The Special Rapporteur on violence against women, Rashida Manjoo, discusses the existing legal standards and practices regarding violence against women in three regional human rights systems: the African, European and Inter-American systems. The Addendum to the Report also shade lights on the normative gap in international law as regards violence against women.
Rashida Manjoo, United Nations Special Rapporteur on violence against women, conducted an official visit to Sudan, invited by the Government, to analyse the causes and consequences of VAW across the Country. She observed that violence against women is an issue of concern in Sudan despite the existence of programme, policies and laws. Reports and interviews refer to the existence of violence in the family and the community, including against women and girl children, whether physical, psychological, sexual or economic.
All over the world, diverse groups use arguments based on anti-rights interpretations of religion, culture and tradition to justify violence and discrimination. This publication from AWID highlights agreements that affirm the universal and interconnected nature of human rights. It can be used by human rights advocates to challenge state and non-state actors attempting to block the development, progress and protection of laws at all levels.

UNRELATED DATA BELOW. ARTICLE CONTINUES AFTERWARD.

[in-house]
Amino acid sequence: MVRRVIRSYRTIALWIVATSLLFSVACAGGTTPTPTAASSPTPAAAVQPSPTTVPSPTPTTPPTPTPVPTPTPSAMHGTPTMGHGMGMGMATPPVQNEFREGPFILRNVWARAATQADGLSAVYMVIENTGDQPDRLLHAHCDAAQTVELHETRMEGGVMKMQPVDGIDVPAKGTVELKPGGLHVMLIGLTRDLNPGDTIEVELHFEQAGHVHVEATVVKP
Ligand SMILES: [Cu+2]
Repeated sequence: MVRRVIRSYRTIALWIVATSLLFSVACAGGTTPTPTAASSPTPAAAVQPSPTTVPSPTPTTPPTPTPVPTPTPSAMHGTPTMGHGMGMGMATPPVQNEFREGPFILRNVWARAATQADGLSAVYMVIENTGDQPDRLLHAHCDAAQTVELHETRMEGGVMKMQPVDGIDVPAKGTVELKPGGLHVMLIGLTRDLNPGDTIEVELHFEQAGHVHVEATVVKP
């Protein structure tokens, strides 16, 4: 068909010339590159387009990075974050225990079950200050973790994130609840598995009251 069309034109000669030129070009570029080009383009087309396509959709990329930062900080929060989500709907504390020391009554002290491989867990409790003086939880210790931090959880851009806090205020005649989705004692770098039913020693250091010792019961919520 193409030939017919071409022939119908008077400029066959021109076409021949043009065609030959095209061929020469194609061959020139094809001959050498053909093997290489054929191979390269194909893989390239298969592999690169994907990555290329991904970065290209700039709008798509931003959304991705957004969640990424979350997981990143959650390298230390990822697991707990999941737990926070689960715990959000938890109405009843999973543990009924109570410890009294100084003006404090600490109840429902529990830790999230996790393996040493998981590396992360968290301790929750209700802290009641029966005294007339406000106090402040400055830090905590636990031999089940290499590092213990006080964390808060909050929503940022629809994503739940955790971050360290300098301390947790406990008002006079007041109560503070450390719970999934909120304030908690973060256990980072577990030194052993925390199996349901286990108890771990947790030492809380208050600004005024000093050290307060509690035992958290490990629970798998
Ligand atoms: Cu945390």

Boko Haram killed thousands of people, abducted at least 2000 women and girls and forced more than a million to flee their homes. Through a campaign of almost daily killings, bombings, abductions, looting and burning, Boko Haram crippled normal life in north-east Nigeria. Schools, churches, mosques and other public buildings were destroyed. Boko Haram brutally mistreated civilians trapped in areas under its control.
The issue of women’s subordinate legal, social and political position in Afghan society and the failure of the government to meet its obligations to ensure gender equality and address discriminatory social attitudes forms the basis of this report. Cultural, religious and social norms are at the root of the various kinds of abuse experienced by women human rights defenders.
Violence committed “in the name of religion”, that is, on the basis of or arrogated to religious tenets of the perpetrator, can lead to massive violations of human rights, including freedom of religion or belief.
On the occasion of the 59th Commission on the Status of Women (CSW 59), and in response to the invitation to the Executive Director of the Association for Women’s Rights in Development (AWID) to address the Commission at the opening of its fifty-ninth session, AWID called on feminists and women’s rights advocates around the world to share three key mess